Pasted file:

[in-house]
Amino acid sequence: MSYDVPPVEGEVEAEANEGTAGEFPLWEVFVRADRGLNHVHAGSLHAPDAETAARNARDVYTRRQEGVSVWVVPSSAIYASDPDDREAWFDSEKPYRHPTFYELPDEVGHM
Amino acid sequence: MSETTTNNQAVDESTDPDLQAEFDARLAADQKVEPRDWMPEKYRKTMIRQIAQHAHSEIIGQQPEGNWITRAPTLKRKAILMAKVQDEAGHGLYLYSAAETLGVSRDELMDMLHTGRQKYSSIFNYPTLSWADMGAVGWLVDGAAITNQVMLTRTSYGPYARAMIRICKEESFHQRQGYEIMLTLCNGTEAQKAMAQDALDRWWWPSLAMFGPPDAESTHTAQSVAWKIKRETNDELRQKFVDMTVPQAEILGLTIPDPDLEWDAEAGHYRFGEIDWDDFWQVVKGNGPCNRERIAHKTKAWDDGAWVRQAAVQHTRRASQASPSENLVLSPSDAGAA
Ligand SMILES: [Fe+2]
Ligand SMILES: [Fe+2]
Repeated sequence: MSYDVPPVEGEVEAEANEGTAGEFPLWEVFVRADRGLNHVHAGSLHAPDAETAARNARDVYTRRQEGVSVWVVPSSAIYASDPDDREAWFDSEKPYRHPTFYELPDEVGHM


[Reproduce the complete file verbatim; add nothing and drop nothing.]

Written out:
[in-house]
Amino acid sequence: MSYDVPPVEGEVEAEANEGTAGEFPLWEVFVRADRGLNHVHAGSLHAPDAETAARNARDVYTRRQEGVSVWVVPSSAIYASDPDDREAWFDSEKPYRHPTFYELPDEVGHM
Amino acid sequence: MSETTTNNQAVDESTDPDLQAEFDARLAADQKVEPRDWMPEKYRKTMIRQIAQHAHSEIIGQQPEGNWITRAPTLKRKAILMAKVQDEAGHGLYLYSAAETLGVSRDELMDMLHTGRQKYSSIFNYPTLSWADMGAVGWLVDGAAITNQVMLTRTSYGPYARAMIRICKEESFHQRQGYEIMLTLCNGTEAQKAMAQDALDRWWWPSLAMFGPPDAESTHTAQSVAWKIKRETNDELRQKFVDMTVPQAEILGLTIPDPDLEWDAEAGHYRFGEIDWDDFWQVVKGNGPCNRERIAHKTKAWDDGAWVRQAAVQHTRRASQASPSENLVLSPSDAGAA
Ligand SMILES: [Fe+2]
Ligand SMILES: [Fe+2]
Repeated sequence: MSYDVPPVEGEVEAEANEGTAGEFPLWEVFVRADRGLNHVHAGSLHAPDAETAARNARDVYTRRQEGVSVWVVPSSAIYASDPDDREAWFDSEKPYRHPTFYELPDEVGHM